Arlein said, since his appearance on "Shark Tank," he and his children, ages four and two, will be walking down a Carbondale street, and “people have yelled out the window — ‘Hey, Shark Tank guy!’ My kids think it's really funny.” Courtesy photo

Have you ever thought of opening a business in Carbondale? The Carbondale Revolving Loan Fund (CRLF) is one financial resource that could help make that business idea a reality.

In this pandemic-impacted business climate, 0% interest, short-term gap loans with three-year repayment terms are currently being offered. Businesses within the city limits of Carbondale are eligible to apply.

Brion After, the owner of Independence Run and Hike in Carbondale, moved to the Roaring Fork Valley in 2000. His enthusiasm for the outdoor lifestyle was beckoning him to open a store specializing in selling footwear, apparel and accessories for running, hiking and camping. He opened a storefront in August 2006.

However, when the pandemic arrived in March 2020, the plight of being a small business owner delivered a blow to his confidence.

“I prided myself on never having a day without at least one customer sale. I’d been working hard in the store, and we grew. Then the day before we closed, I didn’t have a single sale, and then we shut down. It was a pretty depressing time,” he recalled.

Inventory is often the most significant item on a business balance sheet, and Independence’s peak selling season is summer.

When After’s summer inventory arrived in early March 2020, vendors were seeking their usual 30/60/90 day terms for the payment of invoices. “All of a sudden, my store got shut down — right when I got most of my inventory. I remember saying to a good friend, ‘Well, this might be the end of my store.’”

He completed a CRLF loan application, requesting a $25,000 loan, with monthly payments and a three-year, 0% interest rate. After writing a letter stating his needs and providing business balance sheets, profit and loss statements and tax returns, he met with Colin Laird, CRLF administrator, for an interview and then the Loan Review Committee.

The loan “gave me a bit of bounce when I opened back up again — to get more inventory and keep things moving,” After said.

After spoke positively about his experience with CRLF’s loan review committee, saying, “They seemed very genuinely willing to help, in any way they could. It’s a great program that the town has put together to help small businesses.”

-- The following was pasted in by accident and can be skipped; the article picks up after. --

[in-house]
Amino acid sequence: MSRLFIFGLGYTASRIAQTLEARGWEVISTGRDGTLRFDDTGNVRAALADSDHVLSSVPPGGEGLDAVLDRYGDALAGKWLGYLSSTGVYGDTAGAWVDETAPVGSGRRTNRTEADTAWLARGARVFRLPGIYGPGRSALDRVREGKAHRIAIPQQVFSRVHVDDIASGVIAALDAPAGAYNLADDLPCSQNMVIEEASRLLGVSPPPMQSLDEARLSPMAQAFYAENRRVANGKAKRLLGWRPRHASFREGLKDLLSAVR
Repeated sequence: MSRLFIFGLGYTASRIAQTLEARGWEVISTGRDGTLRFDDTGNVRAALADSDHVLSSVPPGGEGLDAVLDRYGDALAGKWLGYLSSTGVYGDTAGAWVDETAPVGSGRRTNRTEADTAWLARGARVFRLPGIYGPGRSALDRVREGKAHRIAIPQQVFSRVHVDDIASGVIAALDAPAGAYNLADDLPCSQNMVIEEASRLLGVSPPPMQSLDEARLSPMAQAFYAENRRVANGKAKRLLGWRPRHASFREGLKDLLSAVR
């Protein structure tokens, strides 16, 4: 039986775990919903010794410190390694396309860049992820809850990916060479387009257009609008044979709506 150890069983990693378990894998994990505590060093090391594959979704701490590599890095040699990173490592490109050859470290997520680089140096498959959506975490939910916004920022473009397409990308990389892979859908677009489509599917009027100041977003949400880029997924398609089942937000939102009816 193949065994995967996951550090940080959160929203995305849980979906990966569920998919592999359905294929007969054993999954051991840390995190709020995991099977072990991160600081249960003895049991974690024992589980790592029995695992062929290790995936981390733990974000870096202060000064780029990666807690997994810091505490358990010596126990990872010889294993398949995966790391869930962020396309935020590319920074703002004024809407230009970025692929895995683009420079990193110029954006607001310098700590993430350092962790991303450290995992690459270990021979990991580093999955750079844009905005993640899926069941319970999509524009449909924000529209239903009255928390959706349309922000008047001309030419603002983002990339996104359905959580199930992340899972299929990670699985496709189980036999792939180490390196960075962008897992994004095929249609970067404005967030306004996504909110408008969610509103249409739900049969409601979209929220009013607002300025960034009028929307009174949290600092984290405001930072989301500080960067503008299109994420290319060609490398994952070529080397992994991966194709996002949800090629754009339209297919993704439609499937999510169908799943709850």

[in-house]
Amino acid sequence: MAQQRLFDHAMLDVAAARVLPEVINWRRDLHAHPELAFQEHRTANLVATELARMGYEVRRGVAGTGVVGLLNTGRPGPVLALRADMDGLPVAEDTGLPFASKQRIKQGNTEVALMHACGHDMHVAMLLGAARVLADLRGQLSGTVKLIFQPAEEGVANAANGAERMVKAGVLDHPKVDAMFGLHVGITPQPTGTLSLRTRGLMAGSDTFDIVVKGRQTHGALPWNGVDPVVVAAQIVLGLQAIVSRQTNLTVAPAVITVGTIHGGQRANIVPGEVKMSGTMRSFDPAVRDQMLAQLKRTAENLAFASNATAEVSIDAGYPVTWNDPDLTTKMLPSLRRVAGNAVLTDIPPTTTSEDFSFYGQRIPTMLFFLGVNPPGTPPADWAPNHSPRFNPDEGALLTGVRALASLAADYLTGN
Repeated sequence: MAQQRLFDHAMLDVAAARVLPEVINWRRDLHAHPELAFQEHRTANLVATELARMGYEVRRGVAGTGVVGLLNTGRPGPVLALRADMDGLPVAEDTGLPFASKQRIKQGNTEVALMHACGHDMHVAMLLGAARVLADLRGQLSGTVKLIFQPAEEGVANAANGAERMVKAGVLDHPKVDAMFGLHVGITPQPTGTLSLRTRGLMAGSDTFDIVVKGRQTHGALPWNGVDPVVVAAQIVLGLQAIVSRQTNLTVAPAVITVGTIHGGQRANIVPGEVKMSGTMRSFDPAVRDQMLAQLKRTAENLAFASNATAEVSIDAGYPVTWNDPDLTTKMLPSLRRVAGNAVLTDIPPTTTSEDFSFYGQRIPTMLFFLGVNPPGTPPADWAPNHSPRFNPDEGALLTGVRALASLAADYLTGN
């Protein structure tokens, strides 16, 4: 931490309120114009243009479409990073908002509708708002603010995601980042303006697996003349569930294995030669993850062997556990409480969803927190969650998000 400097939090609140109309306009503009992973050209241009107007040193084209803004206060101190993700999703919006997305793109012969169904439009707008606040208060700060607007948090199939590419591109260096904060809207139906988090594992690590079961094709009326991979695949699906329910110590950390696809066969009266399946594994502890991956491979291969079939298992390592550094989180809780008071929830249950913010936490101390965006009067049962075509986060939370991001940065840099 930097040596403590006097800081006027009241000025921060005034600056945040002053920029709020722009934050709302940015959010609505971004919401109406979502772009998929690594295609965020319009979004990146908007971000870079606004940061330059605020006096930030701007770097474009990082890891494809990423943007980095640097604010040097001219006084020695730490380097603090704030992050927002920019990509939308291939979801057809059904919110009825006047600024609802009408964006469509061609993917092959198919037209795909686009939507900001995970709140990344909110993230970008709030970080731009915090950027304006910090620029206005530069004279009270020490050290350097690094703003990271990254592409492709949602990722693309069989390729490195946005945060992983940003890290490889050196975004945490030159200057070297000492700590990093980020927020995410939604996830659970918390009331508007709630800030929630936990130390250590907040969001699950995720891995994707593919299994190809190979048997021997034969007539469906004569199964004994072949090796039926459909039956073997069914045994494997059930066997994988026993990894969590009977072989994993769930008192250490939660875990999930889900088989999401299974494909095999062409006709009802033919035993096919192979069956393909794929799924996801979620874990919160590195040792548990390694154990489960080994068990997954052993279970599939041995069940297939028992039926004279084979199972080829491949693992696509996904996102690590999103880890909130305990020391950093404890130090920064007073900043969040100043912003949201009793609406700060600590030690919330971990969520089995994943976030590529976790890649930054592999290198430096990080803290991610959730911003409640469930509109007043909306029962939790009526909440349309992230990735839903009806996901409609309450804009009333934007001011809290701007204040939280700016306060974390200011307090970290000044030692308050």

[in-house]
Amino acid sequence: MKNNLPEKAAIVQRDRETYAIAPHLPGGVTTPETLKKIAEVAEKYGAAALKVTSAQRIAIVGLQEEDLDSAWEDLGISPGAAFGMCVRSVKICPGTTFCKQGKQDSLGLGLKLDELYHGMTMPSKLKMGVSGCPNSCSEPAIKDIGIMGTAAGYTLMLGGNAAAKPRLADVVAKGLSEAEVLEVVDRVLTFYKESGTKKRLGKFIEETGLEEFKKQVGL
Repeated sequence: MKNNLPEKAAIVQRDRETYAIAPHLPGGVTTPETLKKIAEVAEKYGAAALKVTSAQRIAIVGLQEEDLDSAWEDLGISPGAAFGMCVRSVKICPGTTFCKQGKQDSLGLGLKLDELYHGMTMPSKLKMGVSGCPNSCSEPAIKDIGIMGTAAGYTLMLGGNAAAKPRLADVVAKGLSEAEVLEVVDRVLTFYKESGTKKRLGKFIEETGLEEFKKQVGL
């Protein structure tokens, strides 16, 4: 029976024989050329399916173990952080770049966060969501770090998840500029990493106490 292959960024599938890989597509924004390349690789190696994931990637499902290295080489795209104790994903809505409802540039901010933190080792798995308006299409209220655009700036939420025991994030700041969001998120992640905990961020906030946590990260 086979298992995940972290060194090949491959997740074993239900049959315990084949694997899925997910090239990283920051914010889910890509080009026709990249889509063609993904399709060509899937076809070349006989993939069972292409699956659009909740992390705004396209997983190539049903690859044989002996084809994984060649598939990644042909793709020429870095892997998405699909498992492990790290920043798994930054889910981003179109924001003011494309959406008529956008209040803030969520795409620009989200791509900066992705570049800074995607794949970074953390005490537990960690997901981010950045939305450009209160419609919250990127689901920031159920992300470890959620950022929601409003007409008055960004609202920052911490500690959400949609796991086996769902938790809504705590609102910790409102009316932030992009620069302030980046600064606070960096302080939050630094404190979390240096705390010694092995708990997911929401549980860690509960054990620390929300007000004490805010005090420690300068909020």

Carbondale Finance Director Renae Gustine provided a bit of CRLF background. First developed in 2002 as a partnership between the town and the U.S. Department of Agriculture (USDA), each contributed $50,000 in seed money. The USDA’s goal was to create jobs and small business opportunities in rural communities.

By the end of 2008, when the country was in the middle of the Great Recession, Randi Lowenthal had left her position as director of the Carbondale Chamber of Commerce and started the Roaring Fork Business Center, a nonprofit based in Glenwood Springs that served as an incubator to assist startup businesses.

She had heard about a “dormant” loan fund in Carbondale and verified that earmarked funds had not been used for many years. Lowenthal became CRLF loan administrator and actively promoted the program to the Carbondale business community.

When Lowenthal left in 2017, Laird, executive director of Carbondale’s Third Street Center, took over as loan administrator, organizing and providing oversight for the loan application process.

Before Lani Kitching was a Carbondale trustee, she was a CRLF loan review committee member. Today, she is a liaison between CRLF and the Carbondale Board of Town Trustees.

The CRLF’s all-volunteer loan review committee includes local bankers and small business owners. Kitching, who owns a local outdoor outfitting company, said, “It’s one place where you can have direct communication, get some honest answers and express yourself and what you wish to accomplish.”

After the committee recommends approval of an application, it moves on to the trustees for final approval.

Peter Arlein, founder and CEO of Carbondale-based mountainFLO eco-wax, manufactures a line of high-performance, plant-based, biodegradable and non-toxic ski wax and bike lube.

Arlein started mountainFLOW in 2016 and recalled, “At the time it was pretty small, and then, after a few years, it started to take off. In 2019, it got legs, and I was able to move to that full-time.”

If the environmentally-friendly product sounds familiar, it may be because, in early 2021, Arlein appeared on ABC’s business-themed reality television series “Shark Tank.”

However, in April 2020, almost a year before his “Shark Tank” win, Arlein said, “It was a particularly stressful time. A few things were going on with our business that made the loan particularly attractive. It was just a straightforward process.”

Arlein, with two full-time employees, said the CRLF “provided peace of mind and, because we knew we had that extra cushion, it allowed us to buy our full inventory.”

A long-time loan review committee member, Charlene Revoir, now a retired commercial lender, said the committee meets with applicants “to get to know them a little bit, by talking with them one-on-one.” Revoir, with years of banking experience, said of the more personal approach to lending, “The biggest thing is to get to know someone, rather than just what’s on paper.”

You can find more information about the CRLF at

The mountainFLOW Bike Wash + Degreaser spray bottle is also ecofriendly. Courtesy photo

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